Breaking down, he began to weep to himself quietly, stumbling a little in his walk. Mr Power took his arm.
–She's better where she is, he said kindly.
–I suppose so, Mr Dedalus said with a weak gasp. I suppose she is in heaven if there is a heaven.'
'In accordance with the instructions from his father’s ghost (so the son suggested), the gravestone for Glasnevin was soon commissioned (via Alfie Bergan) from Harrison’s, who had done the arms of Dublin for the North City Markets in 1892. Bergan had heard directly from John Stanislaus that the inscription was to mention only John himself and his wife May. There would be nothing about the other Joyces in the same plot, not even poor Georgie or Baby. Ignoring them John Stanislaus's own role as a father was ignored. To put up the gravestone as requested left Joyce (or his patron) in the end about £12 out of pocket. Alf Bergan sent him photographs of it.'
John Wyse Jackson and Peter Costello. John Stanislaus Joyce. p425
Martin then took us to the grave of Joseph Hutchinson (1852-1928), the fifth down above. He was Lord Mayor of Dublin in 1904. I found him on my kindle in the 'Wandering Rocks' episode, where we learn that he's away from the city on Bloomsday, visiting Llandudno. He's not in the City Council meeting on the Irish language, where Lorcan Sherlock deputises:
'Hell open to christians they were having, Jimmy Henry said pettishly, about their damned Irish language. Where was the marshal, he wanted to know, to keep order in the council chamber. And old Barlow the macebearer laid up with asthma, no mace on the table, nothing in order, no quorum even and Hutchinson, the lord mayor, in Llandudno and little Lorcan Sherlock doing locum tenens for him. Damned Irish language, of our forefathers'
Nearby we found Timothy Harrington, who was Lord Mayor of Dublin from 1901-3. He's in the Wake in the cluster of Lord Mayors given by their initials at 131.03. In Ulysses, he's remembered as the former Lord Mayor in the hallucinatory 'Circe' episode:
'(Several wellknown burgesses, city magnates and freemen of the city shake hands with Bloom and congratulate him. Timothy Harrington, late thrice Lord Mayor of Dublin, imposing in mayoral scarlet, gold chain and white silk tie, confers with councillor Lorcan Sherlock, locum tenens. They nod vigorously in agreement.)
LATE LORD MAYOR HARRINGTON (In scarlet robe with mace, gold mayoral chain and lace white silk scarf) That alderman sir Leo Bloom's speech be printed at the expense of the ratepayers. That the house in which he was born be ornamented with a commemorative tablet and that the thoroughfare hitherto known as Cow Parlour off Cork street be henceforth designated Boulevard Bloom.'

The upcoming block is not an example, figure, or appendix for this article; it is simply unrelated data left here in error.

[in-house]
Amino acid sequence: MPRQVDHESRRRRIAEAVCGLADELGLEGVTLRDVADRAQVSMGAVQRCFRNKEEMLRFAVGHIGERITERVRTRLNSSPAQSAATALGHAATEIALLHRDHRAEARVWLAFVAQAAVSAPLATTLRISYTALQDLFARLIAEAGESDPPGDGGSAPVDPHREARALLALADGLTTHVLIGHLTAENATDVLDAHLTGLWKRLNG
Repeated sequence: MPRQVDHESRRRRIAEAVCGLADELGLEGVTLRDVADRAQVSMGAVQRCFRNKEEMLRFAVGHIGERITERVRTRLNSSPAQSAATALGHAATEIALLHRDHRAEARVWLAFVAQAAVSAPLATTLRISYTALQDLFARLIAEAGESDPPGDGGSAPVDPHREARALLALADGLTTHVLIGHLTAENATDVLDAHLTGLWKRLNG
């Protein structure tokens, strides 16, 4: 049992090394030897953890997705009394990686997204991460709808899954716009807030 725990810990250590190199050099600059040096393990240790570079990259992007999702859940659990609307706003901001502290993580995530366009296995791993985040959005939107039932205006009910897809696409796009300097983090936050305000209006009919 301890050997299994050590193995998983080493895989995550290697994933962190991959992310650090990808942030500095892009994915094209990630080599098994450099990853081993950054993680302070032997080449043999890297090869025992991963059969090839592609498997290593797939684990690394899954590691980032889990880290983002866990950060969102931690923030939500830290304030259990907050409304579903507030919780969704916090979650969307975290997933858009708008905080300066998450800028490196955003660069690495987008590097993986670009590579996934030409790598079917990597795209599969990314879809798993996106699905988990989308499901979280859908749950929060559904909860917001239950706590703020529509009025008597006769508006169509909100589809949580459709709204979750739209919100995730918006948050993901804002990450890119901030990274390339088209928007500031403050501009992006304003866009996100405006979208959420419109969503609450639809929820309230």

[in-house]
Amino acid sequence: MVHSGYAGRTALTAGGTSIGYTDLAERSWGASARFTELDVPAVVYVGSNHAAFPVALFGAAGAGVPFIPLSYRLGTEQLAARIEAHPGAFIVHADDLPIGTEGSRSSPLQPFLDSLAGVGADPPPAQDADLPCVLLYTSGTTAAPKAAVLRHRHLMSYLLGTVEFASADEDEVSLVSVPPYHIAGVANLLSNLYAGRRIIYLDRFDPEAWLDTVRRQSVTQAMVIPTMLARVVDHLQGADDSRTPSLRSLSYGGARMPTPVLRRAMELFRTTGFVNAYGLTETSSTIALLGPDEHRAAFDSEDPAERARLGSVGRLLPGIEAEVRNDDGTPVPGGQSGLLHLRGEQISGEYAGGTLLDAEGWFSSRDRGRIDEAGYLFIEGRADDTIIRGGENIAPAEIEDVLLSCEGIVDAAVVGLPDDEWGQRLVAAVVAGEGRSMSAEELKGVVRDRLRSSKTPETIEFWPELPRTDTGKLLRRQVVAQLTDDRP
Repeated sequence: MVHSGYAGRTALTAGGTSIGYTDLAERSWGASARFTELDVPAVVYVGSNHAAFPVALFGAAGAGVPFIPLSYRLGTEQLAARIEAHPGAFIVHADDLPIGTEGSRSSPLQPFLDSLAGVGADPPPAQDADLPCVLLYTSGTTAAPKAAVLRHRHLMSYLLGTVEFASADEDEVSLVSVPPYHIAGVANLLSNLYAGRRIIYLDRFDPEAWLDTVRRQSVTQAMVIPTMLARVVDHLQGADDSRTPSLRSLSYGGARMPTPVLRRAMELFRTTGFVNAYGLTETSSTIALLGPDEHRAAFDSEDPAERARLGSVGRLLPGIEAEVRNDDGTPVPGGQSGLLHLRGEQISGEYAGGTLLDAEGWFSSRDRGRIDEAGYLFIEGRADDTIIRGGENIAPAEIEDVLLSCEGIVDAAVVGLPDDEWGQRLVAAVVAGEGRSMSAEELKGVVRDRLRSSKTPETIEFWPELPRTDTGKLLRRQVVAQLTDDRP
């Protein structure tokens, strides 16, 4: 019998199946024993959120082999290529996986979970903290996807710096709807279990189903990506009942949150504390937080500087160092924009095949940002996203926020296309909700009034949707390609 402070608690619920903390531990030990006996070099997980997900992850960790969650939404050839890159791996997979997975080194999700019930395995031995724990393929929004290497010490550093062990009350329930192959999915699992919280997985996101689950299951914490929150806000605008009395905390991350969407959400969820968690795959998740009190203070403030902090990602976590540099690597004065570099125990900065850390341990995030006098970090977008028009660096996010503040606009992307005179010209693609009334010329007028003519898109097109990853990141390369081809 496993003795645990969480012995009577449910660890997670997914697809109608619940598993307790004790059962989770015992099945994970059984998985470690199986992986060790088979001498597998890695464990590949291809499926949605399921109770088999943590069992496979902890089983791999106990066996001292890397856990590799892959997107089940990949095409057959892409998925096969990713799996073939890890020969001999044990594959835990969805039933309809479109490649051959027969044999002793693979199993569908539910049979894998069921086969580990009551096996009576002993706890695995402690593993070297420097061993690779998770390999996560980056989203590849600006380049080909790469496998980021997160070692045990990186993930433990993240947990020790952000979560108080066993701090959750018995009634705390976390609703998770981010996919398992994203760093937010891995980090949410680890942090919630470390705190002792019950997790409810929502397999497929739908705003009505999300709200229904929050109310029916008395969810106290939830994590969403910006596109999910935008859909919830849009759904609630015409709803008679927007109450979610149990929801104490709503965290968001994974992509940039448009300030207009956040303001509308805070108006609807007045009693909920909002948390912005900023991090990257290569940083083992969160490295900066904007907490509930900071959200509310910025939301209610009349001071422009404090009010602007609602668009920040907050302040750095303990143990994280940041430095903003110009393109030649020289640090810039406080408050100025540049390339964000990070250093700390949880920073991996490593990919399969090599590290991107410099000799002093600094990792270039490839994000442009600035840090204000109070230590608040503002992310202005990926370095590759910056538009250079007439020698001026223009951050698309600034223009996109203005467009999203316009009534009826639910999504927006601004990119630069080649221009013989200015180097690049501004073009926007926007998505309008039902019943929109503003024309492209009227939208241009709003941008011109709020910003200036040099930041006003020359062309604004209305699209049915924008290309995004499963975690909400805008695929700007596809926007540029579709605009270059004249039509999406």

Bloom's birthplace, in Clanbrassil Street, is now 'ornamented with a commemorative plaque'!
I asked Martin to show us James 'Skin-the-Goat' Fitzharris's grave, where he posed for this picture.
James 'Skin-the-Goat' Fitzharris (1833-1010) was a Dublin cab-driver. Vivien Igoe says he got his nickname 'from a goat he found plucking at the straw that filled a horse's collar. He killed the goat, skinned it and used its hide to cover his knees when driving.'
On 6 May 1882, Fitzharris drove the Invincibles to the Phoenix Park, where they assassinated Lord Frederick Cavendish and Thomas Henry Burke. He refused to testify against them, despite offers of a huge bribe, and served time in prison. His grave is also a memorial to the five Invincibles who were hanged for the killing, and to Joseph Poole, a Fenian, hanged the same year for another killing.
Fitzharris is in Ulysses in the chapter in the cabman's shelter:
'Mr Bloom and Stephen entered the cabman's shelter, an unpretentious wooden structure, where, prior to then, he had rarely, if ever, been before; the former having previously whispered to the latter a few hints anent the keeper of it, said to be the once famous Skin-the-Goat, Fitzharris, the invincible, though he wouldn't vouch for the actual facts, which quite possibly there was not one vestige of truth in.'
By this Invincibles memorial, I read Martin the startling passage about the hanging of Joe Brady.
'I heard that from the head warder that was in Kilmainham when they hanged Joe Brady, the invincible. He told me when they cut him down after the drop it was standing up in their faces like a poker.' 'Cyclops'
'Never know who you're talking to...Like that Peter or Denis or James Carey that blew the gaff on the invincibles' 'Hades'
This led us into an Invincibles detour. Martin took us to the monument, paid for by Irish Americans, to Patrick O'Donnell, who shot the informer James Carey when they were both on a ship bound for South Africa. O'Donnell was brought back to London and hanged.
Next to the O'Donnell memorial, Martin pointed out the grave of Thomas Brady, father of Joe 'Bulldog' Brady. Thomas had asked to be buried here, as O’Donnell had avenged his son’s death by killing Carey. It's a new stone, put up in 2018 by the 'Invincibles Reinterment Campaign.'
The other grave I'd always wanted to visit was this, which is the only one in Glasnevin to mention Joyce's writing.
Matthew Kane, a chief clerk in Dublin Castle, was a good friend of Joyce's father, and the model for Martin Cunningham. He died following a heart attack while swimming off Kingstown (now Dun Laoghaire). James Joyce attended his funeral, using it as the basis for Dignam's. This means that Martin Cunningham, who is a mourner in Ulysses, is attending his own funeral! Kane also appears under his own name in 'Ithaca', where Bloom remembers his dead friends.
'Of what did bellchime and handtouch and footstep and lonechill remind him?
Of companions now in various manners in different places defunct: Percy Apjohn (killed in action, Modder River), Philip Gilligan (phthisis, Jervis Street hospital), Matthew F. Kane (accidental drowning, Dublin Bay), Philip Moisel (pyemia, Heytesbury street), Michael Hart (phthisis, Mater Misericordia hospital), Patrick Dignam (apoplexy, Sandymount).'